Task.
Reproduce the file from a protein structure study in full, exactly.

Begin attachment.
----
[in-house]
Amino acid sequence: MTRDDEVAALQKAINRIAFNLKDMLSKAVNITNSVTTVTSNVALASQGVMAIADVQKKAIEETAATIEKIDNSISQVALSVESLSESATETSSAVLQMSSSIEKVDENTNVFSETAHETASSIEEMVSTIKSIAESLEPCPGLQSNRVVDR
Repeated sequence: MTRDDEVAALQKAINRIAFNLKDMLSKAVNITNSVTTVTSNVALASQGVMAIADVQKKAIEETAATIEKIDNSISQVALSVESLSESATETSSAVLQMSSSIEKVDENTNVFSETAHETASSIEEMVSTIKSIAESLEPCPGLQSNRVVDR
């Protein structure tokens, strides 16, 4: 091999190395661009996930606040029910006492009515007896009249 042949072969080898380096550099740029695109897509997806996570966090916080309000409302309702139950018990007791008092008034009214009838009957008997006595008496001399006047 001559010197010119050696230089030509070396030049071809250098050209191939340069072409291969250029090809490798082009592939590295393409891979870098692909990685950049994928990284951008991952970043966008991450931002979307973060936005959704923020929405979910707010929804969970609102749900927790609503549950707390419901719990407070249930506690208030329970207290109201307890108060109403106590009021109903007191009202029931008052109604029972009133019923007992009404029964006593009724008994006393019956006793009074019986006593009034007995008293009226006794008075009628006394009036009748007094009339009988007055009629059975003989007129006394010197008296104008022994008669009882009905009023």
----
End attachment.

[in-house]
Amino acid sequence: MTRDDEVAALQKAINRIAFNLKDMLSKAVNITNSVTTVTSNVALASQGVMAIADVQKKAIEETAATIEKIDNSISQVALSVESLSESATETSSAVLQMSSSIEKVDENTNVFSETAHETASSIEEMVSTIKSIAESLEPCPGLQSNRVVDR
Repeated sequence: MTRDDEVAALQKAINRIAFNLKDMLSKAVNITNSVTTVTSNVALASQGVMAIADVQKKAIEETAATIEKIDNSISQVALSVESLSESATETSSAVLQMSSSIEKVDENTNVFSETAHETASSIEEMVSTIKSIAESLEPCPGLQSNRVVDR
């Protein structure tokens, strides 16, 4: 091999190395661009996930606040029910006492009515007896009249 042949072969080898380096550099740029695109897509997806996570966090916080309000409302309702139950018990007791008092008034009214009838009957008997006595008496001399006047 001559010197010119050696230089030509070396030049071809250098050209191939340069072409291969250029090809490798082009592939590295393409891979870098692909990685950049994928990284951008991952970043966008991450931002979307973060936005959704923020929405979910707010929804969970609102749900927790609503549950707390419901719990407070249930506690208030329970207290109201307890108060109403106590009021109903007191009202029931008052109604029972009133019923007992009404029964006593009724008994006393019956006793009074019986006593009034007995008293009226006794008075009628006394009036009748007094009339009988007055009629059975003989007129006394010197008296104008022994008669009882009905009023």